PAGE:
By 
Stephen (Sydney, Australia) - See all my reviews
This review is from: Troy: Fall Of Kings (Hardcover)
A wonderfully plotted book. I've read many re-tellings of the Iliad, but this is the most imaginative and enjoyable.

I hope this is not the "Farewell" that many of the other reviewers suggest, but the start of a new Gemmell tradition.
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1 of 1 people found the following review helpful
4.0 out of 5 stars Rip-roaring climax to the trilogy, 22 Jan. 2012
By 
Iset (London, UK) - See all my reviews
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This review is from: Troy: Fall of Kings (Trojan War Trilogy): 3 (Mass Market Paperback)
Once again, forgive the brevity of this review, but much of what I had to say about this last novel in the trilogy I have already presented in my review of the first book. I must admit, there was a note of concern going into this final instalment - Fall of Kings was sadly left as an unfinished work by David Gemmell's passing, and his widow Stella used his notes to complete the novel and see it to publication. Obviously, I was somewhat concerned that there might be a visible "join" in the novel where David's writing ended and Stella's began, in two completely disparate styles, but there simply wasn't. I couldn't distinguish between the two styles of writing or discern where one ended and the other began, and this was excellent news as it really keeps the flow of the novel going and helped it to retain its cohesion and purpose.

If anything, we encounter even more action and adventure than in the previous novels, as the overarching plotline reaches its climax with the unfolding of the Trojan War and the thematic tearing down of the establishment of previous instalments. The eventual fate of Helikaon and Andromache was not a surprise to me, but only because I'd been keeping the established mythos in mind, not because I expected it - Gemmell altered a fair bit of the Aeneas story throughout this trilogy, so much so that I wasn't certain Aeneas' tale would be wrapped up in concordance with "canon". However the eventual fate of characters such as Kalliades and Odysseus is left a mystery, and certainly wasn't predictable - to the point where I almost wished, just because I connected with those characters so much, that there could have been a little bit more resolution. The fate of certain other characters was definitely surprising, and deviated a great deal from the "canon" of Homer and other ancient story-tellers, but it came across as surprising and interesting rather than an unacceptable alteration. The sheer pace and action of Fall of Kings really made it a rip-roaring read too - I was torn between wanting to find out what happened next and drawing out the moment when I'd have finished reading the trilogy! It actually inspired me to get a hold of Gemmell's duology about Parmenion, just so that I could once again enjoy Gemmell's absorbing story-telling style in an historical setting.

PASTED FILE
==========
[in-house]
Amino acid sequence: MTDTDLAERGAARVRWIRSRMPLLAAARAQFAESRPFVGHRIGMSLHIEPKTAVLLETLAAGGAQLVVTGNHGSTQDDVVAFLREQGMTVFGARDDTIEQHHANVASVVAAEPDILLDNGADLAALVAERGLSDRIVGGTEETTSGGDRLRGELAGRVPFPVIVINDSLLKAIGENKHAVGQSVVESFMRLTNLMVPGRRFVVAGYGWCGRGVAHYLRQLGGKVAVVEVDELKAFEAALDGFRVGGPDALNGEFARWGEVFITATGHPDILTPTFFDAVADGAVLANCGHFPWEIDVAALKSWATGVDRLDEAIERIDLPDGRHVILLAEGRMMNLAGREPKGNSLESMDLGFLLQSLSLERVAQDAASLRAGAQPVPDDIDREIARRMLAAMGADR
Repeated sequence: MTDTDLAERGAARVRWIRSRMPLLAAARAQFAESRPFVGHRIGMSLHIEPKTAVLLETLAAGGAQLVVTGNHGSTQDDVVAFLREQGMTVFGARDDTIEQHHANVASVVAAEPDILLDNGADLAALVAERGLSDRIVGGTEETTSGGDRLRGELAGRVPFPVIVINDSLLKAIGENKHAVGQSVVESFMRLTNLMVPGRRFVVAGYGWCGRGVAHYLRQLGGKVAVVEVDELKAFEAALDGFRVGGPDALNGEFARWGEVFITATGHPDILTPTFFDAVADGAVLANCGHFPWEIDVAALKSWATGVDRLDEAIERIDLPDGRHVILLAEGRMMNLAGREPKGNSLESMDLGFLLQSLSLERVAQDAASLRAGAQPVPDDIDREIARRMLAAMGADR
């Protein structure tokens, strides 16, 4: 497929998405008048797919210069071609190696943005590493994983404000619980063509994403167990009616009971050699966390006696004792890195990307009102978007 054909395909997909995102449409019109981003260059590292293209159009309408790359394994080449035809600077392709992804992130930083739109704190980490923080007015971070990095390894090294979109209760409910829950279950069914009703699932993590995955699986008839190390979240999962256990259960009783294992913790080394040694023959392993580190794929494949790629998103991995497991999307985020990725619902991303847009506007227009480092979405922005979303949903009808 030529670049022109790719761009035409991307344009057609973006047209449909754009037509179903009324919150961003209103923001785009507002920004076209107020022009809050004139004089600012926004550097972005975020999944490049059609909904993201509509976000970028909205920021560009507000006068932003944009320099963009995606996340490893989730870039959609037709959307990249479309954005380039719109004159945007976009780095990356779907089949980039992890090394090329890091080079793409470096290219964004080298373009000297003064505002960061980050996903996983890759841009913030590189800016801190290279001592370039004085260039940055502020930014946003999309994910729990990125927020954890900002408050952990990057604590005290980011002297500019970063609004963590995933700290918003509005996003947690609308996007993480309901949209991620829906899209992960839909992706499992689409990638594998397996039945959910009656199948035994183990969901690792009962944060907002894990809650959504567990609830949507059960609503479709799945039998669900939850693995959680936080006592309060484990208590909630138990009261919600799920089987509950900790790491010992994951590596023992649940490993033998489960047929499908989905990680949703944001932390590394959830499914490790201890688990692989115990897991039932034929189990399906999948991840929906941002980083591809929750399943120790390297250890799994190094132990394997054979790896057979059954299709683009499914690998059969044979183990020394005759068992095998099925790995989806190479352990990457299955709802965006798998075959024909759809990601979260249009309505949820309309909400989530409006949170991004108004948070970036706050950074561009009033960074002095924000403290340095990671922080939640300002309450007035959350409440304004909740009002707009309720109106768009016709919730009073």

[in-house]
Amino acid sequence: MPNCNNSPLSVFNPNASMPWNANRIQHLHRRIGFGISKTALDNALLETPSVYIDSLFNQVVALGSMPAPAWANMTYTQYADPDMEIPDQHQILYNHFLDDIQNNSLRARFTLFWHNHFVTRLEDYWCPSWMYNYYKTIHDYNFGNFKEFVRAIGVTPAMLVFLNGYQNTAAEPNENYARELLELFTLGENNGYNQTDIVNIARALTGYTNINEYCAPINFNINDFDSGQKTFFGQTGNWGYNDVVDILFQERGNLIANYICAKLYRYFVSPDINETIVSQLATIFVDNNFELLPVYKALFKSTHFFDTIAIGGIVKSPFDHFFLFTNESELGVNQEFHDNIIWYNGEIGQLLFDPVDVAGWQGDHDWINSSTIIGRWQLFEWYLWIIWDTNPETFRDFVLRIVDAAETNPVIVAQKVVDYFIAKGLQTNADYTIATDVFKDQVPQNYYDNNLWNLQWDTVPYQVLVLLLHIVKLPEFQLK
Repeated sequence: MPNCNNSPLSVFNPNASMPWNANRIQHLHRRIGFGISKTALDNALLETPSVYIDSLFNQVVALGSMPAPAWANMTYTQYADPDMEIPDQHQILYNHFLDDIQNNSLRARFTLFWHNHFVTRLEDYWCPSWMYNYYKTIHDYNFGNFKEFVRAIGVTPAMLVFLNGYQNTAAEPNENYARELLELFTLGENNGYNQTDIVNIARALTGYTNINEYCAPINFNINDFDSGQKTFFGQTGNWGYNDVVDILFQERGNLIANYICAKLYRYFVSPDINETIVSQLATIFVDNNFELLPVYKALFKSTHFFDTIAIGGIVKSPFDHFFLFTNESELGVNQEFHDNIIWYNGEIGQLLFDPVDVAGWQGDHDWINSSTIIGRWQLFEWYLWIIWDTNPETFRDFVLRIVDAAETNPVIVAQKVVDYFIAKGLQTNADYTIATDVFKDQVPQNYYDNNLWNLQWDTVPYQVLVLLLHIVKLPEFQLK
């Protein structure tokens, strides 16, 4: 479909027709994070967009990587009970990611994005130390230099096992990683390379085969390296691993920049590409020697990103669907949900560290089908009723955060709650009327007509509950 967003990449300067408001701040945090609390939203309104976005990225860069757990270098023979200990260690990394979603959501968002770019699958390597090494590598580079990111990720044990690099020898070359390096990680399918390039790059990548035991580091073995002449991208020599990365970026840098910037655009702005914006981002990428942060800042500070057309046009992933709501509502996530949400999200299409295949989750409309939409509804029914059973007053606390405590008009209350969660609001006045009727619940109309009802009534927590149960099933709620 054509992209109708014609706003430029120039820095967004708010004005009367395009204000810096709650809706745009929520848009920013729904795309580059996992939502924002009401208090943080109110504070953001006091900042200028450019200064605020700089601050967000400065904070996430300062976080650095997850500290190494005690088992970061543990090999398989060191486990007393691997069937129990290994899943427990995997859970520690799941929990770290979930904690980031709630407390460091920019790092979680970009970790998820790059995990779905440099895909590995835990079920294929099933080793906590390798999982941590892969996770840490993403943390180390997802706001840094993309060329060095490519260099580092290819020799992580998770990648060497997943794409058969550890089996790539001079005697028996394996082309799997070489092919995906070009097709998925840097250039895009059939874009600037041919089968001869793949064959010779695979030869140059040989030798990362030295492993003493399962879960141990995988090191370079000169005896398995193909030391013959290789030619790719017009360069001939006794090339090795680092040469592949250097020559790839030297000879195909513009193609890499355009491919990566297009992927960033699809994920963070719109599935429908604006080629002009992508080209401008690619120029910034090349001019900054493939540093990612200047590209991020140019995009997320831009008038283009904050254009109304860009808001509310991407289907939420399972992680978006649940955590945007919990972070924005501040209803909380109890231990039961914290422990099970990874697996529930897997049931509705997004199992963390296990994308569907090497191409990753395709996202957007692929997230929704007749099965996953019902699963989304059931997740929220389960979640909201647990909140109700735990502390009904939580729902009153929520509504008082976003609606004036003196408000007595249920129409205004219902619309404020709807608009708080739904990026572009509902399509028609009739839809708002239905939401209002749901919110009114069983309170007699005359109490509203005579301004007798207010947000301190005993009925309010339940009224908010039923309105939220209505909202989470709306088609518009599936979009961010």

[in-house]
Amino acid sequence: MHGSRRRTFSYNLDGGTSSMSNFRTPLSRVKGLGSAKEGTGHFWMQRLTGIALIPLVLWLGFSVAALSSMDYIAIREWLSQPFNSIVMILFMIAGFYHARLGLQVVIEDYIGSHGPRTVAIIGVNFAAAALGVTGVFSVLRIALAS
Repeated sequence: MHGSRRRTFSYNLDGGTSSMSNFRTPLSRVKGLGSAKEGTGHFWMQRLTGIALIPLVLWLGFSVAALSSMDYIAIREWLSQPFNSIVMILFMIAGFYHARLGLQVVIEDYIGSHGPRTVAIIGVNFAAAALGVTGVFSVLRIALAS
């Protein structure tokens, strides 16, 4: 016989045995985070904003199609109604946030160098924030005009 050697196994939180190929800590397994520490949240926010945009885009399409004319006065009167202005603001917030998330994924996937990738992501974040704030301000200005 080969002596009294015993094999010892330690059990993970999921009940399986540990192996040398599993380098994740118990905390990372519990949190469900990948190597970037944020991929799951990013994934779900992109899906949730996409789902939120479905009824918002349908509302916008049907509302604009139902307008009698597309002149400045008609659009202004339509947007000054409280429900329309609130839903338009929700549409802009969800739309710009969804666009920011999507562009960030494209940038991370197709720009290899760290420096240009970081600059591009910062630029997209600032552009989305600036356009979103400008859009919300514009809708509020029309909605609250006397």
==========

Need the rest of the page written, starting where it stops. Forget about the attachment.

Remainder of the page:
A truly engrossing read.
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1 of 1 people found the following review helpful
5.0 out of 5 stars A master piece in literary craftsmanship., 19 Aug. 2010
By 
J. Graan - See all my reviews
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This review is from: Troy: Fall of Kings (Trojan War Trilogy): 3 (Mass Market Paperback)
I finished Fall of Kings about five minutes ago and just had to record my feelings. I've never felt such a sense of dread as I approached the final pages of a trilogy. Who can ever be ready to say goodbye to the alluring and fiery Andromache, the brave and valiant Helikaon, the larger than life Odysseus, the heroic yet troubled Hektor, or the wonderfully flawed Banokles.